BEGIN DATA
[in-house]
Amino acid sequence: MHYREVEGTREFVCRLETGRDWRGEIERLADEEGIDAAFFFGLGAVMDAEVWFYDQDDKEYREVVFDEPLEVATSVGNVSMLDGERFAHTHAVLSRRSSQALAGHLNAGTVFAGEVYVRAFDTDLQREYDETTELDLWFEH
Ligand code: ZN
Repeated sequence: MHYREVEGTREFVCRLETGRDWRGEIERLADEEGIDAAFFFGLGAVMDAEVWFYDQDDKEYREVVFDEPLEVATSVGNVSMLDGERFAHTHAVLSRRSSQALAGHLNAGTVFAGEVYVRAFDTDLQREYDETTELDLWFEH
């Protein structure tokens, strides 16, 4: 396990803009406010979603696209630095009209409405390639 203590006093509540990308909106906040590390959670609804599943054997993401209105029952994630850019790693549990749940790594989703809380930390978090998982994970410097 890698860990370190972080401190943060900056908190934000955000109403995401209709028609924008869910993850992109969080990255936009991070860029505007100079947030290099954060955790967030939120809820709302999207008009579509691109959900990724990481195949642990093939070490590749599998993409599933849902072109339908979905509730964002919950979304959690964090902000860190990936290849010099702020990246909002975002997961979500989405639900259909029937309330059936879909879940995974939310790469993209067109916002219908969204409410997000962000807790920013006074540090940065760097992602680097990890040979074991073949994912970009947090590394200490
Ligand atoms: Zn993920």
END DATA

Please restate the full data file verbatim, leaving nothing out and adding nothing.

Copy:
[in-house]
Amino acid sequence: MHYREVEGTREFVCRLETGRDWRGEIERLADEEGIDAAFFFGLGAVMDAEVWFYDQDDKEYREVVFDEPLEVATSVGNVSMLDGERFAHTHAVLSRRSSQALAGHLNAGTVFAGEVYVRAFDTDLQREYDETTELDLWFEH
Ligand code: ZN
Repeated sequence: MHYREVEGTREFVCRLETGRDWRGEIERLADEEGIDAAFFFGLGAVMDAEVWFYDQDDKEYREVVFDEPLEVATSVGNVSMLDGERFAHTHAVLSRRSSQALAGHLNAGTVFAGEVYVRAFDTDLQREYDETTELDLWFEH
């Protein structure tokens, strides 16, 4: 396990803009406010979603696209630095009209409405390639 203590006093509540990308909106906040590390959670609804599943054997993401209105029952994630850019790693549990749940790594989703809380930390978090998982994970410097 890698860990370190972080401190943060900056908190934000955000109403995401209709028609924008869910993850992109969080990255936009991070860029505007100079947030290099954060955790967030939120809820709302999207008009579509691109959900990724990481195949642990093939070490590749599998993409599933849902072109339908979905509730964002919950979304959690964090902000860190990936290849010099702020990246909002975002997961979500989405639900259909029937309330059936879909879940995974939310790469993209067109916002219908969204409410997000962000807790920013006074540090940065760097992602680097990890040979074991073949994912970009947090590394200490
Ligand atoms: Zn993920």